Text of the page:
The imagery of the moon

The governing imagery of the play Midsummer night’s dream is the moon. Everything revolves around the moon, it is mentioned 52 times in the whole script, as either moon or moonlight. The many references to it are to convince the audience that it is night-time and to create a dreamy atmosphere. During Shakespeare’s time the only light sources were candle-light or the sun, so they had to create night out of day, so they masked the stage it in mystical and whimsical acting and décor as well as a million references to the moon.

The moon is a big part of almost every characters dialogue.  Theseus and Hippolyta professing their love “And then the moon, like to a silver bow New-bent in heaven,” (Hippolyta 1.1), Egeus accusing Lysander of visiting his daughter “Thou hast by moonlight at her window sung, With feigning voice verses of feigning love,” (1.1), The fairies, Titannia, Oberon, Hermia and even Quince talking about Thisbe meeting her lover my moonlight, and then all of the men in the play squabbling to find out if the moon shines that night or not. Need I go on? The moon is mentioned A LOT. They even have a character in their “playception” (that Jared pointed out on twitter) that’s name is moonshine, that he is the man in the moon.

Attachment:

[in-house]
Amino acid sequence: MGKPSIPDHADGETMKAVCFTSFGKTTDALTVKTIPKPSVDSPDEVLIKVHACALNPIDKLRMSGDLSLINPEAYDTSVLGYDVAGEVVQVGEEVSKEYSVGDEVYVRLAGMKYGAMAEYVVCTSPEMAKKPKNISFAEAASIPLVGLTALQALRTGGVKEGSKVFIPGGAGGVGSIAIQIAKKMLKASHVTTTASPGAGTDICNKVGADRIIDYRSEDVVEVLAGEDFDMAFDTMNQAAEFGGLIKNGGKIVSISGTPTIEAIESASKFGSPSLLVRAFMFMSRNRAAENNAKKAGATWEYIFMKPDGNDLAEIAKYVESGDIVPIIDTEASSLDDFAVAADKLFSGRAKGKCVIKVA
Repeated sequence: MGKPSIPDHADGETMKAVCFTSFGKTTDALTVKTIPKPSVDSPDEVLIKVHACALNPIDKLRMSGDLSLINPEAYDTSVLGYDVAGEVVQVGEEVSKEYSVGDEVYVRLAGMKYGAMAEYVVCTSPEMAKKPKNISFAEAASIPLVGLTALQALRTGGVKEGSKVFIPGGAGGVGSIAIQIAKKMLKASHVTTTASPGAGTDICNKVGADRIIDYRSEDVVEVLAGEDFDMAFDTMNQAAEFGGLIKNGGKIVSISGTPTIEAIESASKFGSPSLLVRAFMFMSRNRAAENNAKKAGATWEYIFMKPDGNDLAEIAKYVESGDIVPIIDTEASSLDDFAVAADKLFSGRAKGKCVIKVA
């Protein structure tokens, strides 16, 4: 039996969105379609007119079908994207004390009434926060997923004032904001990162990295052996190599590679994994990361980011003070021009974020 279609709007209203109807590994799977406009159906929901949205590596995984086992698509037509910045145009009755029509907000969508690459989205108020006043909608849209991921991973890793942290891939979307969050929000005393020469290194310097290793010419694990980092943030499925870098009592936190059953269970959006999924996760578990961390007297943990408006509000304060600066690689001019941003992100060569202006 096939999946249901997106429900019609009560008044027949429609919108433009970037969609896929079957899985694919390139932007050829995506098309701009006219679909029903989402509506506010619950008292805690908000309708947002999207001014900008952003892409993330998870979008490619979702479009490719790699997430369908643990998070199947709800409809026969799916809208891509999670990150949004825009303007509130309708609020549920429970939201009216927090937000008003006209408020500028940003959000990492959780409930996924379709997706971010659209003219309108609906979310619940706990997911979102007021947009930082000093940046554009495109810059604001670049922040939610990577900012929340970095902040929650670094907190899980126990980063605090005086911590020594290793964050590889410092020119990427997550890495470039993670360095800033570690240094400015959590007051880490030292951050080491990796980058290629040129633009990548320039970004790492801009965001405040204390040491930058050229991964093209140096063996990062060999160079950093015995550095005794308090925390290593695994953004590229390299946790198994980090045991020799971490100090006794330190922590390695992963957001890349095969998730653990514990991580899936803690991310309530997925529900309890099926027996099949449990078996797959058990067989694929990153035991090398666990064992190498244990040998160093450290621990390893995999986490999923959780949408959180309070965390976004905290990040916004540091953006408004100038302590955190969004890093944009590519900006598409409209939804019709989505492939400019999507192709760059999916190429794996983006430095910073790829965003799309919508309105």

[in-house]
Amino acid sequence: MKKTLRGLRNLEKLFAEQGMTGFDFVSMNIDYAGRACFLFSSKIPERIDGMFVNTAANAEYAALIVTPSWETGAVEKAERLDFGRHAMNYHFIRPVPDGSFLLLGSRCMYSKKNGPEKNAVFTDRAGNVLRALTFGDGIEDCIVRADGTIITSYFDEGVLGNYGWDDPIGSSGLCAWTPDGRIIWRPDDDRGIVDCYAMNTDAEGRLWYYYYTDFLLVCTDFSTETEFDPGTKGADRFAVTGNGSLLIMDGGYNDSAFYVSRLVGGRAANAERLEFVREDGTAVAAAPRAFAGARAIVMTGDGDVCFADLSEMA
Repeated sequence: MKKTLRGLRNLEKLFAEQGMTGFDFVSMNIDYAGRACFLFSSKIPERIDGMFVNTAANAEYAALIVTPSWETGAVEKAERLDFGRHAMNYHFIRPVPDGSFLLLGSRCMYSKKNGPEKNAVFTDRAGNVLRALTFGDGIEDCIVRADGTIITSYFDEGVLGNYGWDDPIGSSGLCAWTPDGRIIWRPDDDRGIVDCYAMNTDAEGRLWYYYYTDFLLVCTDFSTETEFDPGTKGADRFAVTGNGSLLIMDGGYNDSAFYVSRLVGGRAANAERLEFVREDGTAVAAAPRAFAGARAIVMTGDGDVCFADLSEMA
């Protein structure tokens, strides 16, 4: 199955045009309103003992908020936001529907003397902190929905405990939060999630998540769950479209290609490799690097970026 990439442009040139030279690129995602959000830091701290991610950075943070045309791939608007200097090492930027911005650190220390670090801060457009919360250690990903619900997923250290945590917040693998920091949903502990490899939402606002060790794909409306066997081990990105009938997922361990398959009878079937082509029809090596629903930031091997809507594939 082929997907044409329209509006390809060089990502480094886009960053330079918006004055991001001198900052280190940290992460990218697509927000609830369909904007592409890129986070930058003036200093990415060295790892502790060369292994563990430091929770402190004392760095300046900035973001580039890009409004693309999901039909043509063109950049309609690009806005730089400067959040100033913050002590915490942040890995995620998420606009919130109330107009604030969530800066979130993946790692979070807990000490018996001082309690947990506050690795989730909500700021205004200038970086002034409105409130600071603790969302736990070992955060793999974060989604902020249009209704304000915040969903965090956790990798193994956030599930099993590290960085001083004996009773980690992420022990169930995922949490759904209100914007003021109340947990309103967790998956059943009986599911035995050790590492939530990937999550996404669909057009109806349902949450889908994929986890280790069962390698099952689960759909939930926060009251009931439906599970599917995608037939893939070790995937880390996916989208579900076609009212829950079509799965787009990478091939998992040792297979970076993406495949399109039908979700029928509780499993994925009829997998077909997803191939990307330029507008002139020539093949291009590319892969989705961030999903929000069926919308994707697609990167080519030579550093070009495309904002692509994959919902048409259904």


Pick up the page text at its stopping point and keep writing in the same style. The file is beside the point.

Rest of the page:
The moon presides over dreams and lovers, which is the sole aspect of this play, because it is literally a dream about lovers. And many times throughout this play they all but swear by the moon when they are in love or whenever they talk about something that is meaningful, or not, “Let us here the moon!” (Theseus 5.1) It is even the way that the characters of the play mark the passages of time, by the phases of the moon. Supposedly the people of Shakespeare’s time were romantics, and they understood the more mystical properties of the “watery moon”. The fairies (that were believed to dwell in the wood) have to because they are magical, but the “foolish mortals” can only rely on their romanticism to understand what the heck was going on in their love lives.

~Alexandra Watkins

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